DCSIMG

Eddie Barnes: All quiet on the independence front

Evidence shows the country is dividing along lines of wealth and personal income. Picture: Neil Hanna

Evidence shows the country is dividing along lines of wealth and personal income. Picture: Neil Hanna

  • by EDDIE BARNES
 

THE homeowners of Stockbridge and Bearsden are saying No. The council house dwellers of Drumchapel and Craigmillar are leaning to Yes.

The latest poll on attitudes to next year’s independence referendum appears to confirm that it isn’t One Nation that will be decide the country’s fate next autumn but two.

The STV/Ipsos Mori poll, taken in the aftermath of the SNP Government’s White Paper, offered some comfort for the pro-independence campaign with support for a Yes vote rising by 3 per cent. But the pro-UK side were quick to point out that this simply brought their opponents back to where they were when the campaign began (for those who cannot remember that far back, it is 34 per cent). Of more interest, hidden underneath the top line numbers, was evidence that the country is dividing along the familiar lines of wealth and personal income. Among those certain to vote, the most deprived 20 per cent of Scots now back a Yes vote next year – by 47 per cent to 45 per cent , the poll showed. However, the most well-off 20 per cent however remain adamantly opposed – with 68 per cent saying No. The poll also found that people without a job are split evenly – 44 per cent Yes, 46 per cent No. By contrast, people in a full time job are opposed, by 57 per cent to 32 per cent .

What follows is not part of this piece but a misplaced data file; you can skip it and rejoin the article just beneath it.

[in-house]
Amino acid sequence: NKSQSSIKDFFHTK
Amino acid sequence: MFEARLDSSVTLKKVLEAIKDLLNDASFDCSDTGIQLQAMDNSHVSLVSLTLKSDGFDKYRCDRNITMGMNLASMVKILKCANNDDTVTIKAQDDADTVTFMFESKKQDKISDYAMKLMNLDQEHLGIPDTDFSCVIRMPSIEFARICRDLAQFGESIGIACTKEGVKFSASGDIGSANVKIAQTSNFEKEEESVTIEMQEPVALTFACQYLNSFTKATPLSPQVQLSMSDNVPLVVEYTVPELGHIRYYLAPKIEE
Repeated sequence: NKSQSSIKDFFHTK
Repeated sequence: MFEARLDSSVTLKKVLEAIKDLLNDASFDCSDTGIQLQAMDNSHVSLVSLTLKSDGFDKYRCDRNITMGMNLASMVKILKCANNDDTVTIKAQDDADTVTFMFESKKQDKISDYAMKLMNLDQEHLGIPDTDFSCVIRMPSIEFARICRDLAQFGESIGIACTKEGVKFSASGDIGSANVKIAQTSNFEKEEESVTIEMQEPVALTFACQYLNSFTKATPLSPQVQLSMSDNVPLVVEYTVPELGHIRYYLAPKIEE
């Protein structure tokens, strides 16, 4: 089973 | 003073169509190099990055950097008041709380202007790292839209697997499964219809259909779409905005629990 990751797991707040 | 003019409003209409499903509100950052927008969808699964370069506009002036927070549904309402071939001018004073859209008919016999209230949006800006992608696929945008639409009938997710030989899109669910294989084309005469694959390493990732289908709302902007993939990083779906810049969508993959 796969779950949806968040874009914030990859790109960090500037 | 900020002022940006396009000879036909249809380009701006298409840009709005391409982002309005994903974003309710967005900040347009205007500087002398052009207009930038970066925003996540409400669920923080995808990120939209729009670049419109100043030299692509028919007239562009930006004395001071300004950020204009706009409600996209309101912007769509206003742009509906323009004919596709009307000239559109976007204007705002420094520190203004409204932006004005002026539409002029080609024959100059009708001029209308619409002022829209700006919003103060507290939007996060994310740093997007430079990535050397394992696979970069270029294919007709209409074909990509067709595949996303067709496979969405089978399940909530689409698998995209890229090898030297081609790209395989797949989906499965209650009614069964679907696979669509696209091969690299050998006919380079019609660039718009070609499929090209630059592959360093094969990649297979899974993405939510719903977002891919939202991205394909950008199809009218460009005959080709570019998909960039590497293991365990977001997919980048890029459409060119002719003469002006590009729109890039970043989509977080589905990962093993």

And the poll found that the strongest support of all for independence was among council house dwellers or those in rented accommodation – 51 per cent back a Yes, compared to 41 per cent who say No. Among owner occupiers, the variation is huge; only 26 per cent back a Yes, compared to 64 per cent who say No.

The reasons for this gap have been pored over at length by pollsters since the campaign began. Concerns about the impact of independence on the family mortgage, pensions and savings run deep among the middle classes. Hence they are inclined not to twist. But there is less need to worry about such things if you don’t have a mortgage, or savings, or a pension. For these more deprived people, the main block to a Yes vote – the question of affordability – is therefore negated.

The Yes campaign is holding out much store by this group of voters. This “missing millions” perhaps haven’t voted for some time. As a result, the campaign argues, they do not appear on pollsters’ clipboards. Support for independence is still therefore being under-estimated.

But this week’s poll shows that the bottom 20 per cent are alone in backing independence (even among lower middle earners, the No side has a ten point lead). And while the Yes side may draw comfort from the support among people in rented accommodation and those out of work, the poll also shows that these group are out-numbered three-to-one by those more sceptical homeowners and by people in work. Somehow the pro-independence side needs to persuade this middle ground too that they can risk a Yes next year. Not for nothing does the Yes side need to believe in a One Nation Scotland.

 

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